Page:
Lobby training builds people’s political power for 2017 and beyond

Lobby training, Citizens' Climate Lobby

Emily Wirzba of the Friends Committee on National Legislation co-leads a lobby training with CCL DC.

Lobby training builds people’s political power for 2017 and beyond

By Erica Flock

After the 2016 election, many people are asking themselves how to act in the face of threats to the environment, justice, health, and equality. While continuing to offer climate solutions, Citizens’ Climate Lobby volunteers also have much to contribute to the larger conversation about activism in this new political climate. CCL’s mission of helping people experience breakthroughs in their personal and political power applies to all issues.

In the bewildering days following the election, our Washington, DC chapter co-leader Max Broad thought it would be meaningful to host a general lobby training to put this concept into practice. We hoped the event would not only provide practical tools for those looking to get involved, but also bring people with diverse concerns and passions together, fostering productive conversations and a sense of shared purpose.

The power of partnerships

In our chapter, we’ve found that events are more successful when we co-host with another group, so we enlisted crackerjack lobbyists Emily Wirzba of the Friends Committee on National Legislation (FCNL) and Camila Thorndike of Chesapeake Climate Action Network (CCAN) and Our Climate to co-lead the event.

FCNL in particular has trained thousands of people to lobby on criminal and economic justice, peacebuilding, the environment, and many other issues. Emily helpfully shared the resources she’s used to conduct other lobbying trainings and put together a slideshow, which we supplemented with CCL training materials.

We announced the event to our local CCL email list and Facebook page, but also reached out to other grassroots advocacy groups in our city. Despite frigid temperatures and an event date bumping against winter holidays, around 40 people showed up looking to get engaged.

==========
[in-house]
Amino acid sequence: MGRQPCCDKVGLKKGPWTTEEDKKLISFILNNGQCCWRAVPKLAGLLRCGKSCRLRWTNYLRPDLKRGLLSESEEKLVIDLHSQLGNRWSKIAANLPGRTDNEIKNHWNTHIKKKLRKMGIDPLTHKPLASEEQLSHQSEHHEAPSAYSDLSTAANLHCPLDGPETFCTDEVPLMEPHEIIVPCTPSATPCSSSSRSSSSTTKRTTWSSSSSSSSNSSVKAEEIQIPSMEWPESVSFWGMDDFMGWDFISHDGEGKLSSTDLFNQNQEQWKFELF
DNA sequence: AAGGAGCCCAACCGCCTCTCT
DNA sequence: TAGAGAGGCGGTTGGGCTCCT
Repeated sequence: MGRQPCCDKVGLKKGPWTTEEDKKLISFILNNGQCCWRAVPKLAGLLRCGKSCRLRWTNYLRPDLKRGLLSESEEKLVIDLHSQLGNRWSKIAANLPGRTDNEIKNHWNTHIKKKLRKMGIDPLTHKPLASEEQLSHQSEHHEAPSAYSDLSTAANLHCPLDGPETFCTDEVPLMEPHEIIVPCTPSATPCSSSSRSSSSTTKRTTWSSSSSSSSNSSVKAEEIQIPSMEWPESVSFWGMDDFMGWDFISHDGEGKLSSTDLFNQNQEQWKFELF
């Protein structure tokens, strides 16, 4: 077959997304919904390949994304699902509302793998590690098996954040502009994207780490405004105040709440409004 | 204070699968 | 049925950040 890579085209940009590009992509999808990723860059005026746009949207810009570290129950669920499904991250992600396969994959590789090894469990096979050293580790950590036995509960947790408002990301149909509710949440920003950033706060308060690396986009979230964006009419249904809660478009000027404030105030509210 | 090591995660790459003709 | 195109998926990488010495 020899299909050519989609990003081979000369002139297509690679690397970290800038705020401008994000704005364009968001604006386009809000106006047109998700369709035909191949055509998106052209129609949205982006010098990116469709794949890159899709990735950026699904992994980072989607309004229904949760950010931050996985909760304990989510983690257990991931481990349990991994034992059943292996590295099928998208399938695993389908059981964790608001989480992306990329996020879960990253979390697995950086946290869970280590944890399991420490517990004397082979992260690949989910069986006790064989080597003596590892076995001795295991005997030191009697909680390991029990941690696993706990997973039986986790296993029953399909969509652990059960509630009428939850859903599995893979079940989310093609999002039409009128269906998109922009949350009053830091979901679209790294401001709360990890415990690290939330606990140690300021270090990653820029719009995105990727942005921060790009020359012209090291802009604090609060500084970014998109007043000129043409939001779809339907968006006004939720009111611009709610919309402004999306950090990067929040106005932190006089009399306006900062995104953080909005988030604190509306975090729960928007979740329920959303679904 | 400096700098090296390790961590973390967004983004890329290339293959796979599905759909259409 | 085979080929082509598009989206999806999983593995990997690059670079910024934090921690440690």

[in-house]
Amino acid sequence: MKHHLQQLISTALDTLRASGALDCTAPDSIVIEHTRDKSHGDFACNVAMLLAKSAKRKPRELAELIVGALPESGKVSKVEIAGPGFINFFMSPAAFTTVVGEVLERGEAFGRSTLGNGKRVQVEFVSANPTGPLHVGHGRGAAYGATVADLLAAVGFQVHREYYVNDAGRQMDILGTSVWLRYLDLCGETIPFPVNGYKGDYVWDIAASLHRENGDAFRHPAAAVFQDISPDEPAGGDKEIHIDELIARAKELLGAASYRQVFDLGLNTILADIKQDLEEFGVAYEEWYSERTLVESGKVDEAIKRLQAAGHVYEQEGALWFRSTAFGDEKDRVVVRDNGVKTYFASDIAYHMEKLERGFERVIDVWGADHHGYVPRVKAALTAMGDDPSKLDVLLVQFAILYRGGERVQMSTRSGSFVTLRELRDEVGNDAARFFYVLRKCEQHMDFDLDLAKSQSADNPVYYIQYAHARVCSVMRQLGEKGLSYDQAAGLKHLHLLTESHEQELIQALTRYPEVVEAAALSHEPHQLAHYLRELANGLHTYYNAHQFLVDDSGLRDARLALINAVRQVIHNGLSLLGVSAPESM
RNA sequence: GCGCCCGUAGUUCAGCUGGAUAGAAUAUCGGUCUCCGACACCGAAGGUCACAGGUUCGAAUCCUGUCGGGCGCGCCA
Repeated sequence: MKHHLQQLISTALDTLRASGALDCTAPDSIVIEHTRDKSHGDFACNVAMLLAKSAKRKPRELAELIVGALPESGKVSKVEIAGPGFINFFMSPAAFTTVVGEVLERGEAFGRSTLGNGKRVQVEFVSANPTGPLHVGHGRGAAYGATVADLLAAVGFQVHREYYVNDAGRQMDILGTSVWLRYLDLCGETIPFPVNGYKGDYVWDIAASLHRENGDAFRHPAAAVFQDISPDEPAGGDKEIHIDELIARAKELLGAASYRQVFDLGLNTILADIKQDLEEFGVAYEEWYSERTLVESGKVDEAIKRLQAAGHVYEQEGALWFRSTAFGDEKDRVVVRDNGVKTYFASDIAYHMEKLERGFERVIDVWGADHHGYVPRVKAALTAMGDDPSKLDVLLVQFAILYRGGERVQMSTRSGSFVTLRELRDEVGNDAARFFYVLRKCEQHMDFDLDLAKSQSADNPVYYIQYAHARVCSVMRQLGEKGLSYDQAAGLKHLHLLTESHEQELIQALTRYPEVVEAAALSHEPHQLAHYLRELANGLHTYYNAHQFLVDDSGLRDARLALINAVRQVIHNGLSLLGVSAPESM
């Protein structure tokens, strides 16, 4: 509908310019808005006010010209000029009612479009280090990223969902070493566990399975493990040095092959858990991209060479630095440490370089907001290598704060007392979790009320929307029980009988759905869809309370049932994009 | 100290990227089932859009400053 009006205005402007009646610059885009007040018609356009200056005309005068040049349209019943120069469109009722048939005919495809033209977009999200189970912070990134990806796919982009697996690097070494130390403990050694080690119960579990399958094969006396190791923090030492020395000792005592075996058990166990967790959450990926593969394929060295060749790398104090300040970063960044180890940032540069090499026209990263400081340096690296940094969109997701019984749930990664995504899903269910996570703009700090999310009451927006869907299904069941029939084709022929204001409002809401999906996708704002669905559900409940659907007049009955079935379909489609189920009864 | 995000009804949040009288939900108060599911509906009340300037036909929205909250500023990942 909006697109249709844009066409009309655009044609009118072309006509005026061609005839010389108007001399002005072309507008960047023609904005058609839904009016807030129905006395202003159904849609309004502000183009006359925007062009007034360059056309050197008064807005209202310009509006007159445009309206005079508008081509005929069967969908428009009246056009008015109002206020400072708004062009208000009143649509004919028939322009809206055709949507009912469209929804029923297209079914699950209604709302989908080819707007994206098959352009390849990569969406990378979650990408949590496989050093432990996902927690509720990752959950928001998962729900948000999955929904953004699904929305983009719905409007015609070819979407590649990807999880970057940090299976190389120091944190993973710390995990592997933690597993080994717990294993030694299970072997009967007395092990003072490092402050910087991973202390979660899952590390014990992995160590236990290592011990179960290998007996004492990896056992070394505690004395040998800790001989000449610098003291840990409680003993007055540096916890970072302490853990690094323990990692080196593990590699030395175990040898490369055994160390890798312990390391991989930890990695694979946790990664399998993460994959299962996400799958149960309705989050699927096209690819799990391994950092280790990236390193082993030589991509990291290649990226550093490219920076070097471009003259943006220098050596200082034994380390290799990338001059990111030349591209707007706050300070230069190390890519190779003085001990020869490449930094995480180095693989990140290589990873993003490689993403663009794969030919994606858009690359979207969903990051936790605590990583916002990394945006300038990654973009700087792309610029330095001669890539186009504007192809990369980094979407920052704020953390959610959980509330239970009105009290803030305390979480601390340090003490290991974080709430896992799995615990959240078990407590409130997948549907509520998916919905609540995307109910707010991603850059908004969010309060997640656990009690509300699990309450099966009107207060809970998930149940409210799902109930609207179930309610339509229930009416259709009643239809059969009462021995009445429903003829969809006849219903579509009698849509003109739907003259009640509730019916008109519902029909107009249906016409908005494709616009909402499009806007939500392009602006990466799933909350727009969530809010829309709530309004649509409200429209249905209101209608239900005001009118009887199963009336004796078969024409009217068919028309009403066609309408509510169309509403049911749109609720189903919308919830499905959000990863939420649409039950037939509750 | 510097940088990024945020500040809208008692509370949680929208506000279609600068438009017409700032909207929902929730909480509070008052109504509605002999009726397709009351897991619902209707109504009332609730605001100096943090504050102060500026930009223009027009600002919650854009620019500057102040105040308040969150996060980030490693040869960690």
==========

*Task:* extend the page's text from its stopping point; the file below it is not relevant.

Structuring the lobby training event

Emily, Max, Camila and I took turns sharing our tips on holding an effective lobby meeting at any level of government. We covered how to prepare for and organize a meeting, how to have conversations on facts and values, and how to avoid common pitfalls. Max moderated a fun audience exercise on listening skills that he’d picked up from a CCL conference.

But the most popular part of the event was when we shared success stories. From the inspiring community art project that Camila spearheaded in Oregon, to Emily’s story about middle school students who convinced a Republican member of Congress to act on climate, to Max’s example of DC-based CCL volunteers delivering constituent letters from around the country directly to Capitol Hill, we illustrated multiple ways to influence elected officials.

Finally, we broke into smaller groups to hold either a mock lobbying session or a conversation on how we might apply these lobbying tips. In my group, there were people working on affordable housing, human rights, and paid family leave; people working on international issues, and people working at the state and city levels; people who had lobbied before and people who hadn’t. As someone who rarely steps outside the climate “bubble,” I found this conversation inspiring and informative.

Keeping up the momentum

In a follow-up email to the participants, we invited people to get involved in our respective organizations. Like CCL, FCNL regularly holds annual conferences and citizen lobbying days. The Chesapeake Climate Action Network is working on passing fee and dividend/rebate at the city level in DC. For anyone looking for ways to jump in, there was no shortage of opportunities.

Several participants emailed us afterward to tell us how much they enjoyed the workshop. “I just want to say that this was the best post-election event I’ve attended,” said participant Katherine Cunningham. “I loved the diversity of the group and was encouraged to hear about ways that DC citizens can get involved despite a lack of [voting] representation in Congress.”

As more people consider activism in 2017 and the years ahead, CCL volunteers can offer tools, collaboration, a listening ear, and examples of success. Working together and empowering others will help us advance not only climate change solutions, but progress on all the issues we care about.

Erica Flock is co-leader of the Washington, DC chapter of CCL. She can be reached at gro.y1490356861bbole1490356861tamil1490356861csnez1490356861itic@1490356861cd1490356861.